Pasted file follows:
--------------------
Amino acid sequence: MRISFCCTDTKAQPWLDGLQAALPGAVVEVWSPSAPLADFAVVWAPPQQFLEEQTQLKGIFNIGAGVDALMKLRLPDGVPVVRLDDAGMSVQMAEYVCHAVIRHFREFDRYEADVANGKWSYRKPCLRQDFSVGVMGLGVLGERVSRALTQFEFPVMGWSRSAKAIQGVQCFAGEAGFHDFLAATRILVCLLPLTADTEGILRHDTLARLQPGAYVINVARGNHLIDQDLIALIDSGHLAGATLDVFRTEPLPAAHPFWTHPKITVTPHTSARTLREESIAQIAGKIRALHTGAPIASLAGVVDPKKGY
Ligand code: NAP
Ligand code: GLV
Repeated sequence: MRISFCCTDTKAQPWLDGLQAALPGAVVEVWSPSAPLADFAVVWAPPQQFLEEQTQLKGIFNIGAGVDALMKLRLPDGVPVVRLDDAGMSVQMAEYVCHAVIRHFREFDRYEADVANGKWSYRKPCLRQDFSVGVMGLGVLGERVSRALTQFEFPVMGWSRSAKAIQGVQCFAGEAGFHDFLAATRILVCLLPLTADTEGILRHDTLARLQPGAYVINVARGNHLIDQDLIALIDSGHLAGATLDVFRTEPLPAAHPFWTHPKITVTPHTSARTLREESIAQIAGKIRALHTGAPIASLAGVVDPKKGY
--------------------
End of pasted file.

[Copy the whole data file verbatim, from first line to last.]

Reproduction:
Amino acid sequence: MRISFCCTDTKAQPWLDGLQAALPGAVVEVWSPSAPLADFAVVWAPPQQFLEEQTQLKGIFNIGAGVDALMKLRLPDGVPVVRLDDAGMSVQMAEYVCHAVIRHFREFDRYEADVANGKWSYRKPCLRQDFSVGVMGLGVLGERVSRALTQFEFPVMGWSRSAKAIQGVQCFAGEAGFHDFLAATRILVCLLPLTADTEGILRHDTLARLQPGAYVINVARGNHLIDQDLIALIDSGHLAGATLDVFRTEPLPAAHPFWTHPKITVTPHTSARTLREESIAQIAGKIRALHTGAPIASLAGVVDPKKGY
Ligand code: NAP
Ligand code: GLV
Repeated sequence: MRISFCCTDTKAQPWLDGLQAALPGAVVEVWSPSAPLADFAVVWAPPQQFLEEQTQLKGIFNIGAGVDALMKLRLPDGVPVVRLDDAGMSVQMAEYVCHAVIRHFREFDRYEADVANGKWSYRKPCLRQDFSVGVMGLGVLGERVSRALTQFEFPVMGWSRSAKAIQGVQCFAGEAGFHDFLAATRILVCLLPLTADTEGILRHDTLARLQPGAYVINVARGNHLIDQDLIALIDSGHLAGATLDVFRTEPLPAAHPFWTHPKITVTPHTSARTLREESIAQIAGKIRALHTGAPIASLAGVVDPKKGY